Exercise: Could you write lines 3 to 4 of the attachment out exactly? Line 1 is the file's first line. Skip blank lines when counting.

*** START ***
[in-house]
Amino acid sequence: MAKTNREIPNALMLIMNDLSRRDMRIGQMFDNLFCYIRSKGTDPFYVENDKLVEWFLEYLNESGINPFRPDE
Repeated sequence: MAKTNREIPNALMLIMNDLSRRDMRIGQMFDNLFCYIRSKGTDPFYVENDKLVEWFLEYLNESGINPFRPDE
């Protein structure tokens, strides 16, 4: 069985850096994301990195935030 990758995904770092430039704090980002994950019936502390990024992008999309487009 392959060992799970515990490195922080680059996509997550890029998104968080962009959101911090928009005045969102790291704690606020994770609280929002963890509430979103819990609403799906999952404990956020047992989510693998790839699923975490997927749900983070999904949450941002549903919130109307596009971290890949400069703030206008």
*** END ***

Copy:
Repeated sequence: MAKTNREIPNALMLIMNDLSRRDMRIGQMFDNLFCYIRSKGTDPFYVENDKLVEWFLEYLNESGINPFRPDE
């Protein structure tokens, strides 16, 4: 069985850096994301990195935030 990758995904770092430039704090980002994950019936502390990024992008999309487009 392959060992799970515990490195922080680059996509997550890029998104968080962009959101911090928009005045969102790291704690606020994770609280929002963890509430979103819990609403799906999952404990956020047992989510693998790839699923975490997927749900983070999904949450941002549903919130109307596009971290890949400069703030206008």